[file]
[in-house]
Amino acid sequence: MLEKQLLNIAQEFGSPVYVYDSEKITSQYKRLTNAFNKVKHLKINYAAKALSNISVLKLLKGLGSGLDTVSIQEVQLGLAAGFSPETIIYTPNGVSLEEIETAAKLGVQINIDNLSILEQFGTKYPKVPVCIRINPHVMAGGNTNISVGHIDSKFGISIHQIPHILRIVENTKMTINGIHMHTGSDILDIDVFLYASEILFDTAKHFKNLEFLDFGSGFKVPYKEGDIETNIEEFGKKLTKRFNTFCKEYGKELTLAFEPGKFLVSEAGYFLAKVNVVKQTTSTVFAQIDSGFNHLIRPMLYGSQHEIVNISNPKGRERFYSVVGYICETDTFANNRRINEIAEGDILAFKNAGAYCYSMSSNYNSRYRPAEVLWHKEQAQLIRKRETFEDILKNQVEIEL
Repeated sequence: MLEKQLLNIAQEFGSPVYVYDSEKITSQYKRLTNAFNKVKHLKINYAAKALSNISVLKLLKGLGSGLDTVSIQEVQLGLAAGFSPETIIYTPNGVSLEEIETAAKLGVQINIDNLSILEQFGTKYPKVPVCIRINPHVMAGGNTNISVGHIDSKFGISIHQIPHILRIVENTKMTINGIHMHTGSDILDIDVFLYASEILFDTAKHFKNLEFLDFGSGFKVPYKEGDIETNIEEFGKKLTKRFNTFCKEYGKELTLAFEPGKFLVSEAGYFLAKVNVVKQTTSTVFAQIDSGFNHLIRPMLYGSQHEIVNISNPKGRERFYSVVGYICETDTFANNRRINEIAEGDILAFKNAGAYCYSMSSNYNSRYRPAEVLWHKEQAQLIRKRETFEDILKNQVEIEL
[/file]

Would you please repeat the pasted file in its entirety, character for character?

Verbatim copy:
[in-house]
Amino acid sequence: MLEKQLLNIAQEFGSPVYVYDSEKITSQYKRLTNAFNKVKHLKINYAAKALSNISVLKLLKGLGSGLDTVSIQEVQLGLAAGFSPETIIYTPNGVSLEEIETAAKLGVQINIDNLSILEQFGTKYPKVPVCIRINPHVMAGGNTNISVGHIDSKFGISIHQIPHILRIVENTKMTINGIHMHTGSDILDIDVFLYASEILFDTAKHFKNLEFLDFGSGFKVPYKEGDIETNIEEFGKKLTKRFNTFCKEYGKELTLAFEPGKFLVSEAGYFLAKVNVVKQTTSTVFAQIDSGFNHLIRPMLYGSQHEIVNISNPKGRERFYSVVGYICETDTFANNRRINEIAEGDILAFKNAGAYCYSMSSNYNSRYRPAEVLWHKEQAQLIRKRETFEDILKNQVEIEL
Repeated sequence: MLEKQLLNIAQEFGSPVYVYDSEKITSQYKRLTNAFNKVKHLKINYAAKALSNISVLKLLKGLGSGLDTVSIQEVQLGLAAGFSPETIIYTPNGVSLEEIETAAKLGVQINIDNLSILEQFGTKYPKVPVCIRINPHVMAGGNTNISVGHIDSKFGISIHQIPHILRIVENTKMTINGIHMHTGSDILDIDVFLYASEILFDTAKHFKNLEFLDFGSGFKVPYKEGDIETNIEEFGKKLTKRFNTFCKEYGKELTLAFEPGKFLVSEAGYFLAKVNVVKQTTSTVFAQIDSGFNHLIRPMLYGSQHEIVNISNPKGRERFYSVVGYICETDTFANNRRINEIAEGDILAFKNAGAYCYSMSSNYNSRYRPAEVLWHKEQAQLIRKRETFEDILKNQVEIEL